Polymerase chain reaction amplifications and gene sequencing of the 16S rRNA gene, the intergenic spacer region, and domain III of the 23S rDNA gene8,19 were performed on both a fresh duodenal biopsy sample and on the isolate. The biopsy sample was ground mechanically and resuspended in 500 µL of sterile deionized water in a sterile PCR tube. Five hundred microliters of cell culture supernatant was centrifuged at 12 000 g for 5 minutes. The resulting pellet was resuspended in 90 µL of Tris-EDTA buffer. The suspension was frozen in liquid nitrogen and immediately thawed at 100°C in a dry bath. This procedure was repeated 3 times. Ten microliters of a stock solution of lysozyme (10 g/L [Research Organics Inc, Cleveland, Ohio]) was added and both tubes were incubated for 1 hour at 37°C. The DNA was extracted using Qiagen columns (QIAamp tissue kit, Qiagen, Hilden, Germany) as described by the manufacturer. Using the broad-range primer pair fD1 and rP2,23 the 16S rRNA gene was PCR-amplified. This fragment was sequenced as previously described.24 The 16S-23S rDNA intergenic spacer region was amplified and sequenced using the primers TW3F and TW4R, and domain III of the 23S rRNA gene was amplified using the primers TW-23InsF and TW-23InsR2 as previously described.8,19 For sequencing, a commercially available sequencing kit (dRhodamine Terminator Cycle Sequencing, PE Applied Biosystem, Warrington, England) was used as previously reported.21 Sequencing products were purified by ethanol-magnesium precipitation and resolved on a 5% polyacrylamide gel (Long Ranger Singel pack, 377-36 cm, BioWhittaker Molecular Applications, Rockland, Me) by electrophoresis with an ABI PRISM 377 DNA sequencer (Perkin Elmer, Wellesley, Mass).

The inoculated duodenal biopsy specimen was decontaminated according to the antibiotic protocol. No contaminant was grown on control media. Immunofluorescence staining performed on the vial examined on day 30 after inoculation resulted in the detection of numerous fluorescent bacteria. On confocal fluorescent microscopy of the second-passage shell vial, numerous fluorescent bacteria mostly aggregated within intracellular vacuoles were observed (Figure 1). The appearance was comparable to that of the Twist-Marseille T whippelii strain.21 The supernatant of positive vials, as well as of the remaining 2 vials, was inoculated onto confluent layers of HEL cells allowing the isolate to establish itself. This isolate was named the Slow-Marseille strain.

Figure 1. Isolate of Tropheryma whippelii
Graphic Jump Location
Slow-Marseille isolate of Tropheryma whippelii growing in human fibroblast cell line, as resolved by immunofluorescence and using laser confocal fluorescence microscopy (original magnification ×1000).

Amplification and sequencing of the 16S rRNA gene of both the isolate and the biopsy specimen generated a 1484–base pair (bp) sequence, which was compared with DNA sequences accessible in public databases. The sequence was identical to 16S rRNA gene sequences of T whippelii (GenBank accession numbers X996361 and M874841). The 472-bp sequence derived from the ITS of the isolate was identical to the ITS sequence of T whippelii (GenBank accession number X99636) designated by Hinrikson et al as type 1.19 The 250-bp sequence derived from domain III of the 23S rDNA sequence from the isolate was identical to the sequence available in GenBank under the accession number AF 148136, designated by Hinrikson et al as type A.8 Thus, the genotype of the T whippelii Slow-Marseille strain corresponded to molecular variant 1A as defined by Hinrikson et al.8,19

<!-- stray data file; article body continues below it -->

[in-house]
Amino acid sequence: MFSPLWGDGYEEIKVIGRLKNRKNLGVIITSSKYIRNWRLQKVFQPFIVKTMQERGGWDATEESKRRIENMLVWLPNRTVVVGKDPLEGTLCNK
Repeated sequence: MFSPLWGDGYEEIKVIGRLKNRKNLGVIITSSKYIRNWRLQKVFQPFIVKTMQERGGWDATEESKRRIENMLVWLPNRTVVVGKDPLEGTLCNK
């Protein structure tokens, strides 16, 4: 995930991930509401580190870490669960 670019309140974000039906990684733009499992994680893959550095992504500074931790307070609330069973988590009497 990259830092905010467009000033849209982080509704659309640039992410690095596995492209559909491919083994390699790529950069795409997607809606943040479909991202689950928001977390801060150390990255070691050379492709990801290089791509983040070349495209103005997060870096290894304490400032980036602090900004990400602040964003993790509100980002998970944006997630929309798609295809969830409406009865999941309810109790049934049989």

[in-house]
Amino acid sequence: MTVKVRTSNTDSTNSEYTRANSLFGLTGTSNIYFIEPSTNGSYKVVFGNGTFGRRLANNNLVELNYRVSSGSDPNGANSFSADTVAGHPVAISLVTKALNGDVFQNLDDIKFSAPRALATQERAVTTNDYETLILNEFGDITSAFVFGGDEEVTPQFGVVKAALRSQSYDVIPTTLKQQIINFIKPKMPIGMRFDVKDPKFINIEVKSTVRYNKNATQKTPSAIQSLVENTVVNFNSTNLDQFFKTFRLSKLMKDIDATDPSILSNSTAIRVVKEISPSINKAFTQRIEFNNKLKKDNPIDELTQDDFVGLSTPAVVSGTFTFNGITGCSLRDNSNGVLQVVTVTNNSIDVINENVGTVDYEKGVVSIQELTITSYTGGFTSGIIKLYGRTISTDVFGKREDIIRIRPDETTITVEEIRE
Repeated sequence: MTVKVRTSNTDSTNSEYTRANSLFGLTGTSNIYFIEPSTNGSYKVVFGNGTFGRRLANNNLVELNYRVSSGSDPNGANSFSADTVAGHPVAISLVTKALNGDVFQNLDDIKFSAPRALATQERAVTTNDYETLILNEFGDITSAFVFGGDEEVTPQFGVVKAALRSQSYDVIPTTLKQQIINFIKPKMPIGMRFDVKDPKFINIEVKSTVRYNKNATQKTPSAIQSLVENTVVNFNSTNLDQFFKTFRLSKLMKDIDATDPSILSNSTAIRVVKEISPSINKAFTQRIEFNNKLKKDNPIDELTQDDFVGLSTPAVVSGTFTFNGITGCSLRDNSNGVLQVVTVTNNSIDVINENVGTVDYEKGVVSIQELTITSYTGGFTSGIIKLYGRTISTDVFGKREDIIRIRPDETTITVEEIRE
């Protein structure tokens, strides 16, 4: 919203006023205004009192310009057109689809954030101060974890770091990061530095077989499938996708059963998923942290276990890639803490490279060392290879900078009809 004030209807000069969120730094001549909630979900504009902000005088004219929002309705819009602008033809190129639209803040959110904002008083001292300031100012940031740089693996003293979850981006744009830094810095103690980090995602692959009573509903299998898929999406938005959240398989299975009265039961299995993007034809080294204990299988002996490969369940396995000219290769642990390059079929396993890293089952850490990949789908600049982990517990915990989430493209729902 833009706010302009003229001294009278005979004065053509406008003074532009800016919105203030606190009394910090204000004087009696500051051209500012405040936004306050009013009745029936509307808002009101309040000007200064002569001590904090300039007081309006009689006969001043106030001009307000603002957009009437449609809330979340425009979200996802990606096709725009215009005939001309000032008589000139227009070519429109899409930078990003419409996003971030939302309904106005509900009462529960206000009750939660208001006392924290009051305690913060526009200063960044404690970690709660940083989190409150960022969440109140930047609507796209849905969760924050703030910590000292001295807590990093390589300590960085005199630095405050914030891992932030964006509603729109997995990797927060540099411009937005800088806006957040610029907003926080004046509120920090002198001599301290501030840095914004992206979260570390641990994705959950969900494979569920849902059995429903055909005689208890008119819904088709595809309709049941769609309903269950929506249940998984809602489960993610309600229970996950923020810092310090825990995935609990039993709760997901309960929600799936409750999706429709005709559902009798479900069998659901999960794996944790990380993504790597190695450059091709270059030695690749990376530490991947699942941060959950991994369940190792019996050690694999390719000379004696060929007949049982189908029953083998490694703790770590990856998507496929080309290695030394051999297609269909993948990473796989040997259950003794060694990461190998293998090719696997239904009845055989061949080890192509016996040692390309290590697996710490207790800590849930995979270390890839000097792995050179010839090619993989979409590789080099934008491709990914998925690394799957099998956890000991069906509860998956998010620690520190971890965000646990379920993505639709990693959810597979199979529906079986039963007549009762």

Histological examination of the intestinal biopsy specimen showed typical Whipple disease in the samples from 1995 and 2000. Both revealed large, foamy macrophages. These macrophages were seen in the lamina propria of small intestinal mucosa (Figure 2A). They contained numerous intracytoplasmic granules that were positive on PAS staining and resistant to diastase (Figure 2B). These PAS-positive granules represent intact or partially degradated bacteria. Giemsa, Brown-Hopps, GMS, and Warthin-Starry stains revealed no microorganisms. By using polyclonal antibody raised against the bacterium for immunohistology, detection of T whippelii antigenic material was performed in small intestinal tissues. Tropheryma whippelii antigen was packed as coarse granular immunopositive material in the cytoplasm of foamy macrophages (Figure 2C). None of the 10 control duodenal specimens were positive. The polyclonal antibody did not react with any of the 5 bacteria tested by microimmunofluorescence.

Figure 2. Sections of a Villus Tip From a Patient With Whipple Disease
Graphic Jump Location
A, Inflammatory infiltrate seen in the lamina propria is made up of numerous foamy macrophages with a clear distended cytoplasm (hematoxylin-eosin, original magnification ×250). B, High-power magnification of foamy macrophages containing the characteristic rod-shaped inclusion bodies in the lamina propria. Mucous cells in the epithelium are also periodic acid–Schiff (PAS) positive (original magnification ×400). C, Demonstration of T whippelii antigenic material by immunohistochemistry in the lamina propria of the villus tips. Tropheryma whippelii antigenic material is revealed in foamy macrophage cytoplasm as red-brown deposits. No immunopositive material is detected within epithelial cells, especially mucous cells (polyclonal mouse anti–T whippelii, 1:500 dilution, Mayer hematoxylin counterstain, original magnification ×400).